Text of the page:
Hola my dudes :) I got the inspiration for this project, a lovely little welded love bird statue, from a good buddy of mine. While time consuming, this particular art piece is a total blast to make. From each hand-done bead run to fiddling with the silverware for the birds, every detail is completely personal and unique.
Better buckle up. It's gonna be a bumpy ride :D
Step 1: Things and Stuff
All the junk you need-
Pipe (next step helps with sizing and whatnot)
Grinder (I used both an angle and a belt grinder, but everything works fine with an angle grinder)
Grinding Disks (wire wheel, grinding disk, flapper, and cutting wheel, optional)
PPE (personal protection equipment)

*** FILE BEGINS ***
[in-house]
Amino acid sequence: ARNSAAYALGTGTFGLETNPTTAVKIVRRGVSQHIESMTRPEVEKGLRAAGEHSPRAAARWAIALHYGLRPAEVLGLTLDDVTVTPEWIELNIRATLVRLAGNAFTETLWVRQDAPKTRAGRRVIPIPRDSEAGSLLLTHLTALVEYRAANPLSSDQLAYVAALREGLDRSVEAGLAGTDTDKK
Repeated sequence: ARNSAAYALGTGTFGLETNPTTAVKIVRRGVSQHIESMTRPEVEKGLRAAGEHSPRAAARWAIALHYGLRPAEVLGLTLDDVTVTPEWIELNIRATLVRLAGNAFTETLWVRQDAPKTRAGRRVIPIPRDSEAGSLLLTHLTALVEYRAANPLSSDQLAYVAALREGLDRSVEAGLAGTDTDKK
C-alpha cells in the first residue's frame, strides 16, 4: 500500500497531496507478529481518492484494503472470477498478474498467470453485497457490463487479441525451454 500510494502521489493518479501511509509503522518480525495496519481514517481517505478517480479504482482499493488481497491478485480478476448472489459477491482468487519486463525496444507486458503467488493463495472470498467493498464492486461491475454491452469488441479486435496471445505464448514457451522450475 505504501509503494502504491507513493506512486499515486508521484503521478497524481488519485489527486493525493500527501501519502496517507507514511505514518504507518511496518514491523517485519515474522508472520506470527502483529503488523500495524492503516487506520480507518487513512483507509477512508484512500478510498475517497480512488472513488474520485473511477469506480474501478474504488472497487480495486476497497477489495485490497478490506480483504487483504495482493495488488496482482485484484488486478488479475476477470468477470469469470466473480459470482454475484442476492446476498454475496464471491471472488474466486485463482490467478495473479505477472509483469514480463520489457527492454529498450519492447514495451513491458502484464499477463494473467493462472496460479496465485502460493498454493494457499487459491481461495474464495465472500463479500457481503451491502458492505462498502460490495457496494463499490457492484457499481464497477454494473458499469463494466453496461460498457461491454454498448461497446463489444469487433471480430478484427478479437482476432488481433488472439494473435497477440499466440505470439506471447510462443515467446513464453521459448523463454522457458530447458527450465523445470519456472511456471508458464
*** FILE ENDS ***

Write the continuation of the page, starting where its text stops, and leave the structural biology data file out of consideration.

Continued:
Welding Machine (process of your choice, but I like mig)
Cutting Method (oxy-acetylene, plasma arc, or cutting disk)
Per Bird- 2 forks (stainless steel, uncolored)
- 3 spoons (stainless steel, uncolored)
Welding Machine (I'd suggest tig for these)
Step 2: Pick Your Pipe
For our first trick, we'll choose our pipe. This step really sets the tone for the rest of the project. Whether you choose a tall thin pipe or a short fat one will determine how many birds you can fit on said pipe, and how much welding you'll have to do. Here, I chose a nice fat pipe measuring about 5 inches tall with a diameter of about 4 inches. The wall thickness is a schedule 80 (roughly .35 inches thick) I believe, but this would work equally well with something a little thinner.
As you can see, I got my hands on some nice scrap. This one even has a nice torch slice in it :D For something like this, a few flaws don't change a thing. The edges are rough and the whole thing is super rusty, but it's nothing a little time with my buddy the belt grinder won't fix.